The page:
by Ben Rich
The assassination of Basir highlights the deep divisions within the opposition rebel movement, and will give Western international backers further pause for thought over the potential flooding of the Syrian conflict with arms.
A house not well in order
Chaos within the ranks of the opposition forces has become the norm in the Syrian civil war. The Syrian National Council (SNC), the major international umbrella group for the opposition, has performed abysmally in its ongoing quest to form a coherent political alternative to the Ba’athist al-Assad government. Ideological divisions and petty rivalries pervade the SNC and the body remains disconnected from realities on the ground.
In the conflict itself the scene is just as dismal. An interview with FSA colonel Mohammed Aqidi, who fought in the recent battle of al-Qusair, paints a picture of scattered militant groups, lacking unified command and poor logistical support. Facing these fighters is a competent and determined Syrian Arab Air Forces (SAAF)-Hezbollah coalition that appears to be retaking ground against the rebel insurgency.
The Islamist-secularist division adds a further variable to this uncertainty. Up until recently, this competition had been more inferred than material in nature. Many analysts had commented on the rising influence of Islamist groups, like Jabhat al-Nusra (JAN), whose efficacy, capabilities and resources seemed to far outstrip their secular rivals. Despite this, outright violence between Islamists and the FSA remained a relative unknown.
Abu Basir’s death has likely weakened this tacit truce, with reprisal attacks already being reported. FSA secularists are now calling on the international community to supply them further weapons to combat “al Qaeda elements”. But regardless of the EU’s recent moves to open arms channels, the confidence of international actors who could oblige this request will have been shaken.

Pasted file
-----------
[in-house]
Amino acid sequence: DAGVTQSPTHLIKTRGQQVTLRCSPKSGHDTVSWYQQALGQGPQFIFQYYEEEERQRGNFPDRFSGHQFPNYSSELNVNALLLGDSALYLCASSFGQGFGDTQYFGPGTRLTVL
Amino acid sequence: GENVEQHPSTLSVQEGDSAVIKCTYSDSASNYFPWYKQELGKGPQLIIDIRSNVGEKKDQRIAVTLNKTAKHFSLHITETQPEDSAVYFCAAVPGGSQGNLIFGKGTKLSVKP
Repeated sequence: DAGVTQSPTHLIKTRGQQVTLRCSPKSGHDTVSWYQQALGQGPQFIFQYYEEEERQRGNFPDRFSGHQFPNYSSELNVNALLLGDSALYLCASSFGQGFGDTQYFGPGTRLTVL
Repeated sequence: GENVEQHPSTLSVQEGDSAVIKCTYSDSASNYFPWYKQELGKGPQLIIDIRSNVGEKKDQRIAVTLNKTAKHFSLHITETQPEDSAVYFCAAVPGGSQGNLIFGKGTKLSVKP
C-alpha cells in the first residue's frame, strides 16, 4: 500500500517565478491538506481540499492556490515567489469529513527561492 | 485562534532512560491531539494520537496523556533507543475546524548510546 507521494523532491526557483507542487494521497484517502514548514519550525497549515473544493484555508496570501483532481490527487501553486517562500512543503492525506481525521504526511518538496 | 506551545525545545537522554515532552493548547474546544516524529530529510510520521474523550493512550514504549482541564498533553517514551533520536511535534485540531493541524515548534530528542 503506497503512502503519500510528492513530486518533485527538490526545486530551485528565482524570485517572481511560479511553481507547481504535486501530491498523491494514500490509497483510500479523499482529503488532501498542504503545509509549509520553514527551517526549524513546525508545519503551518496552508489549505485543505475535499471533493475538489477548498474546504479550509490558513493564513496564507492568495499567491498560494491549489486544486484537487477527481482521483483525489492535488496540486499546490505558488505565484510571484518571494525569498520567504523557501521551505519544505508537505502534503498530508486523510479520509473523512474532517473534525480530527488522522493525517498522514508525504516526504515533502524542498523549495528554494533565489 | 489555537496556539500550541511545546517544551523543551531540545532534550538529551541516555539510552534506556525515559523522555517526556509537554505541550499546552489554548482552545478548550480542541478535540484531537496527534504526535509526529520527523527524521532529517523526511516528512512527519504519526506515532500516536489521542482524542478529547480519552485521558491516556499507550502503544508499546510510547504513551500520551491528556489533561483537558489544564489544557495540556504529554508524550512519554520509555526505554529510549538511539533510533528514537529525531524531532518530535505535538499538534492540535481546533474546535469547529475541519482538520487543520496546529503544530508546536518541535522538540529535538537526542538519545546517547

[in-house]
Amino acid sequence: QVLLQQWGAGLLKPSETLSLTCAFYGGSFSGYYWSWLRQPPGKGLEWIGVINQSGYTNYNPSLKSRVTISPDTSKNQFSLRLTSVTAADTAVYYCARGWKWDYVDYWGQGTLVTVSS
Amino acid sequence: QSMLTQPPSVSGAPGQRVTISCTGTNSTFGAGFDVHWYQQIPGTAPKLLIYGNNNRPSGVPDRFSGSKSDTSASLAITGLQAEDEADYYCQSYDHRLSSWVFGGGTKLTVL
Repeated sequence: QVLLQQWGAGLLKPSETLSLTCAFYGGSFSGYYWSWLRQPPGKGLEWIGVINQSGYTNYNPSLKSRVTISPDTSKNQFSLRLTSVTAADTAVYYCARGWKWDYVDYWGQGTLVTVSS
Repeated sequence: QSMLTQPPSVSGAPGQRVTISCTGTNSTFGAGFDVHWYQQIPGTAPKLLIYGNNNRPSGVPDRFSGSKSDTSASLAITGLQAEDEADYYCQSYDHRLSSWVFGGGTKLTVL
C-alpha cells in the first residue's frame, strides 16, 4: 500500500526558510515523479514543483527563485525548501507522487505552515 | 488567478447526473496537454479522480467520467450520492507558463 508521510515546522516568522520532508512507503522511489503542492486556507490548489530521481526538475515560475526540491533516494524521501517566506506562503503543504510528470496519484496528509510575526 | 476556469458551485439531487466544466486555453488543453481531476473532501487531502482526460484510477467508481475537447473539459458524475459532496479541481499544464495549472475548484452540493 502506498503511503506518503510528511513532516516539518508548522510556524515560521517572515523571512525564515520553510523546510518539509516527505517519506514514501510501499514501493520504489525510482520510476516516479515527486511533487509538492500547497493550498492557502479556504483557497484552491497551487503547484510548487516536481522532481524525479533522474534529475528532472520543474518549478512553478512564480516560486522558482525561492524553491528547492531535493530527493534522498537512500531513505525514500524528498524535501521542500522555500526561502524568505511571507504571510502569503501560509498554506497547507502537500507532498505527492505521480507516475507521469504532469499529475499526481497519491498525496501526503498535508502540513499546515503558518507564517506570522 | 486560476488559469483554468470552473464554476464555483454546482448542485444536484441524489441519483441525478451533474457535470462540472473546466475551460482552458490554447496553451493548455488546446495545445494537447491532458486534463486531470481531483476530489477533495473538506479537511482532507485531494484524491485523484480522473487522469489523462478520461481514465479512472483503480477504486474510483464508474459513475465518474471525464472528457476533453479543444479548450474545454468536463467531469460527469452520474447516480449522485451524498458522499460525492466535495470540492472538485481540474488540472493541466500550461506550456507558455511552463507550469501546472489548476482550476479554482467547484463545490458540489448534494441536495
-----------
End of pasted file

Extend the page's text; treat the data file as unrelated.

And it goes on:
My jihad ain’t your jihad
Things are not peachy in the Islamist camp, however. Jabhat al-Nusra appears to be currently resisting efforts from the ISI (formerly al-Qaeda Iraq) to force it into a grand merger. Pressure from Iraq has been so great that al-Nusra’s leader, Abu Mohammed al-Julani, appealed publicly to his al-Qaeda counterpart Ayman al-Zawahiri to intervene in the dispute.
The al-Qaeda chief responded with a letter, advising both parties to continue operating autonomously in pursuing their own separate objectives against the Syrian regime.
However, orders from al-Qaeda’s central command appear to have fallen on deaf ears. ISI’s commander Abu Bakr al-Baghdadi has remain steadfastly committed to the merger and has nowopenly scorned Zawahiri’s orders. This flagrant defying of orders suggests a weakening of al-Qaeda core’s influence over its regional subsidiaries, and a further sectorisation of the movement. At the same time, JAN has seen mass defections to the ISI in some provinces, a phenomenon that will likely lead to a degradation of operational capabilities.